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You mentioned in a previous podcast if it was suitable to separate from sinners. You referenced a woman who wanted to know if it was right for a woman to attend a baby shower of another woman who conceived her child out of wedlock. But what if someone who claims to be a Christian is living with someone who is an unbeliever, goes against all counsel, and marries this person? Currently, she’s a part-time small group leader in our church. Does the same apply to this situation? She leads others in spiritual growth but has not submitted to God in this critical area.
I realize we all have sin issues that we’re dealing with, but surely someone leading a group should not be living in rebellious sin. I’m curious to know what you think about this, as I agree we should not separate from people based on their sinful actions, but I’m not sure it would be fitting to attend a small group where this person is one of the leaders. I’m pretty disappointed that the other leaders permit this, but I’m not sure I can do much about this without stirring up much trouble. Maybe I’m being too harsh? –Mable
Examine Yourself: Mable may have wrong motives and ideas about what’s happening. See Matthew 7:5-7. She wants high-level awareness of her heart, which she is doing in her last statement by suggesting you might be too harsh. She also talks about the ubiquitous nature of sin, admitting we all have problems—a humble acknowledgment. We all have presuppositional influences on how we see things.
Talk to Someone: What does her husband say if she is married? Her decision and actions will impact her spouse; he knows her and has insight into a path forward. If Mable is not married, she needs to address this matter with a confidant she trusts who is competent to speak about it.
Search the Bible: God’s Word guides us; we want to know what it says about the big and small decisions and conflicts in our lives.
Speak to a Pastor: Shepherds must lead, but they are not omniscient. If there are problems in the sheepfold, the shepherd must know. If she proceeds because she cannot let it go, she wants her pastor to shepherd her with joy, which may mean bringing him up to speed with what’s happening. See Hebrews 13:17.
Your Conscience: What is her inner voice saying? I’m not saying her conscience is correct, but she cannot sin against it. Perhaps her conscience needs recalibrating to the Bible, but she can’t sin against it now. See 1 Corinthians 8.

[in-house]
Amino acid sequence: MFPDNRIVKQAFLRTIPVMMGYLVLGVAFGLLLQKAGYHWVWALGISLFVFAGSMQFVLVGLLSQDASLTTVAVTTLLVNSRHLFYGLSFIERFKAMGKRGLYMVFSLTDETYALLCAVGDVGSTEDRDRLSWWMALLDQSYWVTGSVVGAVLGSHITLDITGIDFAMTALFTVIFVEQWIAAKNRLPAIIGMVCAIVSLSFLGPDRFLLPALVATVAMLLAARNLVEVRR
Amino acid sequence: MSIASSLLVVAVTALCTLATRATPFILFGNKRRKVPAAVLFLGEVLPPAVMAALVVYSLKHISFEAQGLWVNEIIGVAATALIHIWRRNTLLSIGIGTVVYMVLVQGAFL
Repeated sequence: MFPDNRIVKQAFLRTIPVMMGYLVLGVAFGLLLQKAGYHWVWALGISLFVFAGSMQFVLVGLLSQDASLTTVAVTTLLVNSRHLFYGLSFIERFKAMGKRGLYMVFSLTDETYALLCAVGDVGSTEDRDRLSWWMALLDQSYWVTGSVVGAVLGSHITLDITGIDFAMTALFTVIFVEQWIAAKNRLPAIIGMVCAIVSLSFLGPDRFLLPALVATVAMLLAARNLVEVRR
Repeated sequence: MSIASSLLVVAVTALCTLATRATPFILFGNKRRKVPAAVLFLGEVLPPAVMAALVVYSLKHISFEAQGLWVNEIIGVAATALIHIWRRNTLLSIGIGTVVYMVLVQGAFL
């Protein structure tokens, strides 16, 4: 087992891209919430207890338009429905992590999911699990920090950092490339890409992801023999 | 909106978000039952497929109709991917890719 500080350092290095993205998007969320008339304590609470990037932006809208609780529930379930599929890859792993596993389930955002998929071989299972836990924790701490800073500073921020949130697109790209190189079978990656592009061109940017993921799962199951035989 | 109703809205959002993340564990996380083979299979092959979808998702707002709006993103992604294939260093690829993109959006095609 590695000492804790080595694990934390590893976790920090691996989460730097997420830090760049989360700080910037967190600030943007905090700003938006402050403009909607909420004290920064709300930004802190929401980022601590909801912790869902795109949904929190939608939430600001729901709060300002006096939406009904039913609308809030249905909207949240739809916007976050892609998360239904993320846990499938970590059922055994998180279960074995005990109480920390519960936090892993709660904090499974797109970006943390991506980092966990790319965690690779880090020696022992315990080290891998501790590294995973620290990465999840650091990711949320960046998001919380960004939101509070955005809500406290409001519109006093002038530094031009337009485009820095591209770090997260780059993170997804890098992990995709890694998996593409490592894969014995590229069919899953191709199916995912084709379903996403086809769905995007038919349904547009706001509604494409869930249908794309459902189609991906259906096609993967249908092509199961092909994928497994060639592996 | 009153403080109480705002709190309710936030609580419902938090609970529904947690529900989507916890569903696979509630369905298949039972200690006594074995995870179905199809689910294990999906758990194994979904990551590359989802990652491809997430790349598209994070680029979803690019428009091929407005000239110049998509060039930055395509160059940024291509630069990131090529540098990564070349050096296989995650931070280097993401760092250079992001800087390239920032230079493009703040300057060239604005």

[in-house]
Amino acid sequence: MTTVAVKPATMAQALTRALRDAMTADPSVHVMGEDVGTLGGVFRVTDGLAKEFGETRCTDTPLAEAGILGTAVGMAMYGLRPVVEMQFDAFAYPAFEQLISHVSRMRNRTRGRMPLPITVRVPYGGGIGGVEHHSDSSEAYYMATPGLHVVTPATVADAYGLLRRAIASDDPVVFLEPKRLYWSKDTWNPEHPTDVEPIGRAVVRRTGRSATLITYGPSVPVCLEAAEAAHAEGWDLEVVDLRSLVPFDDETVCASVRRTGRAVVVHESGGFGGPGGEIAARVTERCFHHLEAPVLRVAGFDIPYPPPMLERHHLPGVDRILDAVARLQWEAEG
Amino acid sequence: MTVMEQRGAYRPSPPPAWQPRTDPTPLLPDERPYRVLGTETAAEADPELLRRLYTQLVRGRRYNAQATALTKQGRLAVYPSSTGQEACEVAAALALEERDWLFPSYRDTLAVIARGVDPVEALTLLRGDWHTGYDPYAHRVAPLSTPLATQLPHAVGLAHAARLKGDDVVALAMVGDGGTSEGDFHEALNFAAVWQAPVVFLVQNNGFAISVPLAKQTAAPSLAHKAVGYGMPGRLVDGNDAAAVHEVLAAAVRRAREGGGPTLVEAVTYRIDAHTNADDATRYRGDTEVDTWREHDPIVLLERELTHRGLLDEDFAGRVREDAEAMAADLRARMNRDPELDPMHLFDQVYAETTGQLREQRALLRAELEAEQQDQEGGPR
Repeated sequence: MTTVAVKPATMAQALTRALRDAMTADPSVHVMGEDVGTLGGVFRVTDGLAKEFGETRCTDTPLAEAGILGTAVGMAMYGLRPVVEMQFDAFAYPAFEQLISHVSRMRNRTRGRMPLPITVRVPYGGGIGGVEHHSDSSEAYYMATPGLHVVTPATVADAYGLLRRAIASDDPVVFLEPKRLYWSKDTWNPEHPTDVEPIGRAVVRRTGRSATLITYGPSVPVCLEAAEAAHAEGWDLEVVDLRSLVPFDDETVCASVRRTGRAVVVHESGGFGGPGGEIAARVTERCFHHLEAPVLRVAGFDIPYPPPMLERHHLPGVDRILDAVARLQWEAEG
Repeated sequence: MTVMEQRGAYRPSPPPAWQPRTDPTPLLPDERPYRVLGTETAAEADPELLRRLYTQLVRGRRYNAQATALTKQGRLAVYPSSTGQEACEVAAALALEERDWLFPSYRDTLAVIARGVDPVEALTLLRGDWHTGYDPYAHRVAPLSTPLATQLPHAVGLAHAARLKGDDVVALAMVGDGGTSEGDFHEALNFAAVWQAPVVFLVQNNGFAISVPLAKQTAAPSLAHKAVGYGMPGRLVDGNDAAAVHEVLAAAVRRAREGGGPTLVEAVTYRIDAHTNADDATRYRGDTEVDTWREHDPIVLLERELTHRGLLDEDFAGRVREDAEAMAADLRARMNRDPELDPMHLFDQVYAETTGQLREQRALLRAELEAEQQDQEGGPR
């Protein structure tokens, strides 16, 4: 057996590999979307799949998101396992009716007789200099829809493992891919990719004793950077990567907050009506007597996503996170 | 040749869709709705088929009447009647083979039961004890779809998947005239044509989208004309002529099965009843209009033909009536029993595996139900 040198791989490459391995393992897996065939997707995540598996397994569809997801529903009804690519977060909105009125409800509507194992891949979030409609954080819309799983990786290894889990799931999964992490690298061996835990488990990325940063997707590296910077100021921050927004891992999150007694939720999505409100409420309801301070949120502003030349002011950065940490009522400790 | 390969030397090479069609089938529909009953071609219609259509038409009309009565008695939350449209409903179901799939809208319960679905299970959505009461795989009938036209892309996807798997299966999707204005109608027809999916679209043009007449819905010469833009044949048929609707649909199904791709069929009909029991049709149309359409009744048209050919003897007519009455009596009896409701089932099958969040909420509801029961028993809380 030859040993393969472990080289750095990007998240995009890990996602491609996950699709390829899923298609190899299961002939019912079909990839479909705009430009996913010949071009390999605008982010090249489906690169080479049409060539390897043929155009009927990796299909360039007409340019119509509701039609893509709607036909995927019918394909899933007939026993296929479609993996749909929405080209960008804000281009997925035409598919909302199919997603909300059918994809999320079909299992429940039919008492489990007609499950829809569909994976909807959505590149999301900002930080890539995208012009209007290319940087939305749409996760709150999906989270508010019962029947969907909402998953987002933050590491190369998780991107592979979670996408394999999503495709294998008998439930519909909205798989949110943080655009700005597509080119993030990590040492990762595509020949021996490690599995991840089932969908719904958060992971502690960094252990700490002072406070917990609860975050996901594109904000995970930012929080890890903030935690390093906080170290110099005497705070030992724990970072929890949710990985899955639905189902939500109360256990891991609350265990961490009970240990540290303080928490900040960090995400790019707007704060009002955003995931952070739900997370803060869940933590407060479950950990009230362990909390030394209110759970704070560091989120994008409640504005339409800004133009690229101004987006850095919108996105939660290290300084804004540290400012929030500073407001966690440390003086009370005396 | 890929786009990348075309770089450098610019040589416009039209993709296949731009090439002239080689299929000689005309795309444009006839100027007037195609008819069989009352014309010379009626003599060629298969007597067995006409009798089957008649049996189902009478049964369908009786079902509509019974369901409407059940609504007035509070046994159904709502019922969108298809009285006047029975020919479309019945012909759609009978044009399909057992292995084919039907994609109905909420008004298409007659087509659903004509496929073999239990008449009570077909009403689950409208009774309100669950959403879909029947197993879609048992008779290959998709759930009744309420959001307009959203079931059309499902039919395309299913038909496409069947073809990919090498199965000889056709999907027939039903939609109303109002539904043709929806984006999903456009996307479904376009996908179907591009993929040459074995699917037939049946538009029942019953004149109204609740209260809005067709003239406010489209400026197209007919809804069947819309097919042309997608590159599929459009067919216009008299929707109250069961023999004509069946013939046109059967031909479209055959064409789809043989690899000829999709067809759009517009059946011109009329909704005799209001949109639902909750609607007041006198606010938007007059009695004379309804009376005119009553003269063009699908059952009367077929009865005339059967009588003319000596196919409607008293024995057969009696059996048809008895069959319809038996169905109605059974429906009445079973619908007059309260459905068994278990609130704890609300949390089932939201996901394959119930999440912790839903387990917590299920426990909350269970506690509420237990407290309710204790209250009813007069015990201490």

Leaders: James discussed how a leader is held to a higher standard in James 3:1, similar to Hebrews 13:17. There is a concept here: leaders have followers, implying the potential for harming others or leading them astray. All leaders can lead well or poorly, e.g., small group leaders, the band on Sunday morning. See also Ephesians 5:1; Philippians 4:9; 1 Corinthians 11:1.
The Template: An outline of what a leader should be is in 1 Timothy 3:1-7. I realize this template is about pastors, but the question you want to ask is, “Shouldn’t we all be this way, except for a teaching gift or possibly married?” This leadership pattern gives you an idea of what to look for from folks leading us.
Character: As you gain a more pixelated understanding of this person, what do you see in their character? Some of those pixels will reveal such things as integrity, affection, morality, self-control, goodness, gentleness, patience, motives, kindness, love, purity, passion, joy, faithfulness, honesty, and maturity. It’s easier never to promote a person than to elevate them only to find out later they have a flawed character. It’s much messier and more difficult to remove them in such cases.
Pattern or Episode: Is this a one-time sin decision that she made in her past, or is there a pattern of deception, stubbornness, and arrogance in her current life? If there are ongoing sin patterns, you must intervene and stay involved until she changes.
Repentance: You want to investigate—starting with her—to get the real story. You do not want to get others involved—at first—because if this is a past sin, you don’t want to advertise what God has forgiven and does not bring up as reminders.
Key: If she has repented, implying she has worked through it and is a leader of quality character, she will want to lead you by helping you work through your struggle.
Rick launched the Life Over Coffee global training network in 2008 to bring hope and help for you and others by creating resources that spark conversations for transformation. His primary responsibilities are resource creation and leadership development, which he does through speaking, writing, podcasting, and educating.
In 1990 he earned a BA in Theology and, in 1991, a BS in Education. In 1993, he received his ordination into Christian ministry, and in 2000 he graduated with an MA in Counseling from The Master’s University. In 2006 he was recognized as a Fellow of the Association of Certified Biblical Counselors (ACBC).